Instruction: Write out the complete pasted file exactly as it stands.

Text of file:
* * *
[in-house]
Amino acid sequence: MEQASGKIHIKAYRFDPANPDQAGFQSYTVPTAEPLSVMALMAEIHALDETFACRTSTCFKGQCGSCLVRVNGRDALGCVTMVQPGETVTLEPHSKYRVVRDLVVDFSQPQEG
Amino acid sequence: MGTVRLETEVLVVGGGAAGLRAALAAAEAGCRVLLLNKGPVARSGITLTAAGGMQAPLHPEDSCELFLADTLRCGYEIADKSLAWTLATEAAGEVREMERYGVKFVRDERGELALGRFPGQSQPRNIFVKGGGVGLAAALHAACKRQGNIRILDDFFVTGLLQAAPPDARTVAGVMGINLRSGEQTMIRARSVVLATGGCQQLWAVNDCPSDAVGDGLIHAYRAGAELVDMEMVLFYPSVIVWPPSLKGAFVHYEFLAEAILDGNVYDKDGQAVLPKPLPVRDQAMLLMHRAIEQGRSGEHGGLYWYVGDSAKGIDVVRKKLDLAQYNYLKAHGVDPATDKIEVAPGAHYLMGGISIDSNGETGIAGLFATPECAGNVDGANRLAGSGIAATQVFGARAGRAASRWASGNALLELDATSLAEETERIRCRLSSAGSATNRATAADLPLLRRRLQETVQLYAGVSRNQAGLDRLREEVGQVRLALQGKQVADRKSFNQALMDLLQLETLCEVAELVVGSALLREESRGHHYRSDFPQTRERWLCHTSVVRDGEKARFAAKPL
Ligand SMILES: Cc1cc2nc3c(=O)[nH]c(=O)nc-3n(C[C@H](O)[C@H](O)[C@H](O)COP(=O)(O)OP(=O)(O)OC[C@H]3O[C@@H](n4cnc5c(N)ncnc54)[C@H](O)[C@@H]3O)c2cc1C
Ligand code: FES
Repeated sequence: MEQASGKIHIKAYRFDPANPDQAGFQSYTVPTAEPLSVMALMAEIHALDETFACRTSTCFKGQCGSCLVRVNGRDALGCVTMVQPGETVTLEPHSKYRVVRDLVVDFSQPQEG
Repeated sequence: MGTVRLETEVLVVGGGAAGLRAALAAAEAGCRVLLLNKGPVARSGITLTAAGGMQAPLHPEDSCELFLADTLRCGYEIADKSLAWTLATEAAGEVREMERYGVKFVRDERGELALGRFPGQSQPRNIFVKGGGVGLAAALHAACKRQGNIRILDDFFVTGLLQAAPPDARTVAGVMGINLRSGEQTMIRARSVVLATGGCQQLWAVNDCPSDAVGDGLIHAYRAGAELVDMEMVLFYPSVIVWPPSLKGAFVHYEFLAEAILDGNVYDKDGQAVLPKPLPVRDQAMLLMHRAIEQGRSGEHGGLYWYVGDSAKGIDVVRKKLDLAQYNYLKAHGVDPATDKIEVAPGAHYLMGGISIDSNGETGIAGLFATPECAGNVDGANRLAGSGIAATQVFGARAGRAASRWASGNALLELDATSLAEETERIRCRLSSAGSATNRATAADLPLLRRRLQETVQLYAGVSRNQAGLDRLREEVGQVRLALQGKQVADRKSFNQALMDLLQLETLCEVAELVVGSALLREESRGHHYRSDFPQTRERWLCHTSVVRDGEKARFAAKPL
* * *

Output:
[in-house]
Amino acid sequence: MEQASGKIHIKAYRFDPANPDQAGFQSYTVPTAEPLSVMALMAEIHALDETFACRTSTCFKGQCGSCLVRVNGRDALGCVTMVQPGETVTLEPHSKYRVVRDLVVDFSQPQEG
Amino acid sequence: MGTVRLETEVLVVGGGAAGLRAALAAAEAGCRVLLLNKGPVARSGITLTAAGGMQAPLHPEDSCELFLADTLRCGYEIADKSLAWTLATEAAGEVREMERYGVKFVRDERGELALGRFPGQSQPRNIFVKGGGVGLAAALHAACKRQGNIRILDDFFVTGLLQAAPPDARTVAGVMGINLRSGEQTMIRARSVVLATGGCQQLWAVNDCPSDAVGDGLIHAYRAGAELVDMEMVLFYPSVIVWPPSLKGAFVHYEFLAEAILDGNVYDKDGQAVLPKPLPVRDQAMLLMHRAIEQGRSGEHGGLYWYVGDSAKGIDVVRKKLDLAQYNYLKAHGVDPATDKIEVAPGAHYLMGGISIDSNGETGIAGLFATPECAGNVDGANRLAGSGIAATQVFGARAGRAASRWASGNALLELDATSLAEETERIRCRLSSAGSATNRATAADLPLLRRRLQETVQLYAGVSRNQAGLDRLREEVGQVRLALQGKQVADRKSFNQALMDLLQLETLCEVAELVVGSALLREESRGHHYRSDFPQTRERWLCHTSVVRDGEKARFAAKPL
Ligand SMILES: Cc1cc2nc3c(=O)[nH]c(=O)nc-3n(C[C@H](O)[C@H](O)[C@H](O)COP(=O)(O)OP(=O)(O)OC[C@H]3O[C@@H](n4cnc5c(N)ncnc54)[C@H](O)[C@@H]3O)c2cc1C
Ligand code: FES
Repeated sequence: MEQASGKIHIKAYRFDPANPDQAGFQSYTVPTAEPLSVMALMAEIHALDETFACRTSTCFKGQCGSCLVRVNGRDALGCVTMVQPGETVTLEPHSKYRVVRDLVVDFSQPQEG
Repeated sequence: MGTVRLETEVLVVGGGAAGLRAALAAAEAGCRVLLLNKGPVARSGITLTAAGGMQAPLHPEDSCELFLADTLRCGYEIADKSLAWTLATEAAGEVREMERYGVKFVRDERGELALGRFPGQSQPRNIFVKGGGVGLAAALHAACKRQGNIRILDDFFVTGLLQAAPPDARTVAGVMGINLRSGEQTMIRARSVVLATGGCQQLWAVNDCPSDAVGDGLIHAYRAGAELVDMEMVLFYPSVIVWPPSLKGAFVHYEFLAEAILDGNVYDKDGQAVLPKPLPVRDQAMLLMHRAIEQGRSGEHGGLYWYVGDSAKGIDVVRKKLDLAQYNYLKAHGVDPATDKIEVAPGAHYLMGGISIDSNGETGIAGLFATPECAGNVDGANRLAGSGIAATQVFGARAGRAASRWASGNALLELDATSLAEETERIRCRLSSAGSATNRATAADLPLLRRRLQETVQLYAGVSRNQAGLDRLREEVGQVRLALQGKQVADRKSFNQALMDLLQLETLCEVAELVVGSALLREESRGHHYRSDFPQTRERWLCHTSVVRDGEKARFAAKPL